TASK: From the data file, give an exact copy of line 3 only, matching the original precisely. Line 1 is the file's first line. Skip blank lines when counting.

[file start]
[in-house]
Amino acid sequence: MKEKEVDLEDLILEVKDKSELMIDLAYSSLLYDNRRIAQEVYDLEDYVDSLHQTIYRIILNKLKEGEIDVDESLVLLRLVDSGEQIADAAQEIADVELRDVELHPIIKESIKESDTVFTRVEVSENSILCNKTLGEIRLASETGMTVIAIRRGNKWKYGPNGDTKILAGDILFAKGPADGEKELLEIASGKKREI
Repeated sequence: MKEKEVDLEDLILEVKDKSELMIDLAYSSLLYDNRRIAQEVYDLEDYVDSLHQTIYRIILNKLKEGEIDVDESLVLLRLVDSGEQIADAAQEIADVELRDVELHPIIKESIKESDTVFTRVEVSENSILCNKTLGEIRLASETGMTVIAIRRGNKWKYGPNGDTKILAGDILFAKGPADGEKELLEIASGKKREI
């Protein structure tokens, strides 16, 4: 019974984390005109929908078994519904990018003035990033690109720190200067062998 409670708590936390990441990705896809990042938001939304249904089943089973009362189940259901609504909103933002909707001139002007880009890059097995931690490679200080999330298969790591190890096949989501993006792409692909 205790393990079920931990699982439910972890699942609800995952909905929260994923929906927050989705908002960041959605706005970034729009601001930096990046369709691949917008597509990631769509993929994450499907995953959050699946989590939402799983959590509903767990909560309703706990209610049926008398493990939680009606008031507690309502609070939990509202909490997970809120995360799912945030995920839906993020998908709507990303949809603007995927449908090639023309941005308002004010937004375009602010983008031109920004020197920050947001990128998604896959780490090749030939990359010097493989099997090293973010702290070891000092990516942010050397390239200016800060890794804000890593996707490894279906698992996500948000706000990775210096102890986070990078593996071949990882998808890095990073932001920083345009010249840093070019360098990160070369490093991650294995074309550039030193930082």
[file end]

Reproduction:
Repeated sequence: MKEKEVDLEDLILEVKDKSELMIDLAYSSLLYDNRRIAQEVYDLEDYVDSLHQTIYRIILNKLKEGEIDVDESLVLLRLVDSGEQIADAAQEIADVELRDVELHPIIKESIKESDTVFTRVEVSENSILCNKTLGEIRLASETGMTVIAIRRGNKWKYGPNGDTKILAGDILFAKGPADGEKELLEIASGKKREI